When you come to the end of the line you can either,

 stitch from down to up, or

turn the work around and, stitch like before, then

 turn again when you reach the end of the row.....

Look at this picture of my Aida sampler to see the difference on the back:
The top row of yellow stitches are Half Stitch, and leave a lot of white fabric to be seen.

The rows below show the basketweave pattern, and you can see how much more the fabric is covered.
When Needlepoint is used for a seat of a chair, the Tent Stitch with basketweave back would make a much stronger surface, suitable for the wear and tear of 'upholstery' stitching.

Fill in a square on the fake canvas with Tent Stitch (stitched diagonally).

Friday, 16 February 2018

Friday Revision Homework - Stitches 46 - 50

While recovering from my cold I watched a bit of the figure skating at the Olympic Games. In between the various athletes' performances, Sunbonnet Sue appeared and skid on the ice.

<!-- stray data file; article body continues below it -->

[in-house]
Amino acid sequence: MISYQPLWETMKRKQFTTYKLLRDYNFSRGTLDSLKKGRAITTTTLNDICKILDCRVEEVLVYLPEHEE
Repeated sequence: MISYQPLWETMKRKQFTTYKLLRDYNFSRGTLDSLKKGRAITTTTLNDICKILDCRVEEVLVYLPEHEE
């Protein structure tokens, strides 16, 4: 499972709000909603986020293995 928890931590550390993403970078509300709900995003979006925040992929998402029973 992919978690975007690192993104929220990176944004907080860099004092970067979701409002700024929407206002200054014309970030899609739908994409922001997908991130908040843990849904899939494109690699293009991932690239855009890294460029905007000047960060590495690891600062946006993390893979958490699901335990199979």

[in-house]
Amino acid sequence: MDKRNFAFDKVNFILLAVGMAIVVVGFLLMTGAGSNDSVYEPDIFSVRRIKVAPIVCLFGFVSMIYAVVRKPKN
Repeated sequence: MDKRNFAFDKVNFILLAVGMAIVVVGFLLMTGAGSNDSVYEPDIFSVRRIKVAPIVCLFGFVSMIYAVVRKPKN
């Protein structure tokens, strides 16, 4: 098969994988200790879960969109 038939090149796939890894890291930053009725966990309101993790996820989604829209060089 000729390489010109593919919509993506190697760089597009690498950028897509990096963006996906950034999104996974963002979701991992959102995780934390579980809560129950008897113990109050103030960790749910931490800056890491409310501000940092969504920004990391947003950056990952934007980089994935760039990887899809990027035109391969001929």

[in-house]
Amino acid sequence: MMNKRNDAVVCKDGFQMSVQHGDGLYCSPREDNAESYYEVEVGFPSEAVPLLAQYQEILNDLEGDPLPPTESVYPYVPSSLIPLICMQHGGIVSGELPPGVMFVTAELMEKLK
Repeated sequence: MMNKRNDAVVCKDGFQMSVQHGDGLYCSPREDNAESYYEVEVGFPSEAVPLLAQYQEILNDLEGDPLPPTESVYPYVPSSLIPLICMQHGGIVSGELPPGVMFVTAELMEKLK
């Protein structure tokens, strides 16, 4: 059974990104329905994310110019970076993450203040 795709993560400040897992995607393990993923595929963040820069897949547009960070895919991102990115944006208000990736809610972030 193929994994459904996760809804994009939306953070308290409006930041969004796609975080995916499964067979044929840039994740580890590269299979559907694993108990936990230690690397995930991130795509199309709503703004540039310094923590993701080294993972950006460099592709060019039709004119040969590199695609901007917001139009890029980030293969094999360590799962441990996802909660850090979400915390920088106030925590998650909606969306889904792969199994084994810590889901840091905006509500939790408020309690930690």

Wednesday, 14 February 2018

WIPW - Beads and Knots

There has been just a tiny bit of going forward on the

Crazy for Crazy

project for Work In Progress Wednesday.

I completed this before a nasty cold put a stop to further progress.
There is a pile of pink beads of various sizes,

and on top of the lace I added a number of braided knots.
These were store-bought and on the pack there was no indication of what type of knots they are.
Do you know? Are they Chinese knots, Celtic knots, Monkey Fists or Djellaba knots from Morocco? Maybe Jenni of Jacaranda knows? Or anyone else? If you have any information, I'd be happy to read your comment.